Glowing molecules shed light on biological processes
Researchers have created fluorescent molecules that can be turned on and off to visualise activity within cells.
University of Miami researchers developed the molecules by strategically trapping them inside water-soluble particles and controlling them with ultraviolet light.
According to the team, the new system can be used to develop better fluorescent probes for biomedical research.
Previous studies have used water-soluble particles to bring organic molecules into water. What is novel about this system is the use of a photoswitching mechanism in combination with these particles.
“Finding a way to switch fluorescence inside cells is one of the main challenges in the development of fluorescent probes for bioimaging applications,” said researcher Francisco Raymo.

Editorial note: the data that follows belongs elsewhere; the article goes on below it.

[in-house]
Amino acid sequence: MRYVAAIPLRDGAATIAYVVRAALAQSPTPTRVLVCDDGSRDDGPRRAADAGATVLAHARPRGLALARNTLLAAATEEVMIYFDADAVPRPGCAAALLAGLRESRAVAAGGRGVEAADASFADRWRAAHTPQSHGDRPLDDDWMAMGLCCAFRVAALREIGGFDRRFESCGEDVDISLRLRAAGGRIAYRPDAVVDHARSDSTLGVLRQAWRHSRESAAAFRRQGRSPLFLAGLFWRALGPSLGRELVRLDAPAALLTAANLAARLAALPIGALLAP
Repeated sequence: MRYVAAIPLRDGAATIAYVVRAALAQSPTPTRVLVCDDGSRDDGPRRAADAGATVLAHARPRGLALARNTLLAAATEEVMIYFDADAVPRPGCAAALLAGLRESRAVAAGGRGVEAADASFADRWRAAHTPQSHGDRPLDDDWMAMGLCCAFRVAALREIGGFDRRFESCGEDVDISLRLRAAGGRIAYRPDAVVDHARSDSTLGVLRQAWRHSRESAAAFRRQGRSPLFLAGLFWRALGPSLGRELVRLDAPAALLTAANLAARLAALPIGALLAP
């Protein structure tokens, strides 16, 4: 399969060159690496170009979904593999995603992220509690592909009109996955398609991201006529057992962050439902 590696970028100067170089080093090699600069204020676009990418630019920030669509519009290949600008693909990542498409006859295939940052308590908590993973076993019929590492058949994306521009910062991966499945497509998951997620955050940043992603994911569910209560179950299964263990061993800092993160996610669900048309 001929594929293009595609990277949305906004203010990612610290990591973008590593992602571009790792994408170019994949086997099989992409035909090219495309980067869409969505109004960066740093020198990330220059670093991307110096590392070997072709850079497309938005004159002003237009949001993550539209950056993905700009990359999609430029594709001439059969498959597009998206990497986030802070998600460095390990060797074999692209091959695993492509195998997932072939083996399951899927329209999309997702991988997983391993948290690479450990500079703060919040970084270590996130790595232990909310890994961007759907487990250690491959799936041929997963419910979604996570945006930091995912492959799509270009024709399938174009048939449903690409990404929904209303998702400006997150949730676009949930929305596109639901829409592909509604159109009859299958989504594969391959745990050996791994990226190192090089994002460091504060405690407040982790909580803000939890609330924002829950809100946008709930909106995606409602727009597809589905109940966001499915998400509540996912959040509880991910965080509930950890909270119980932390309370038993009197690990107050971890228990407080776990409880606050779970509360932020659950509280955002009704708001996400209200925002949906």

“Our fluorescent switches can be operated in water efficiently, offering the opportunity to image biological samples with resolution at the nanometer level.”
Fluorescent molecules are not water soluble; therefore Raymo and his team created their system by embedding fluorescent molecules in synthetic water-soluble nanoparticles called polymers that serve as transport vehicles into living cells.
Once inside the cell, the fluorescence of the molecules trapped within the nanoparticles can be turned on and off under optical control.
“The polymers can preserve the properties of the fluorescent molecules and at the same time assist the transfer of the molecules into water,” Raymo says.
“It’s a bit like having a fish in a bowl, so the fish can carry on with its activities in the bowl and the whole bowl can be transferred into a different environment.”
The new system claims to be faster and more stable than current methods.
The fluorescent molecules glow when exposed simultaneously to ultraviolet and visible light and revert back to their original non-luminous state in less than 10 microseconds after the ultraviolet light is removed.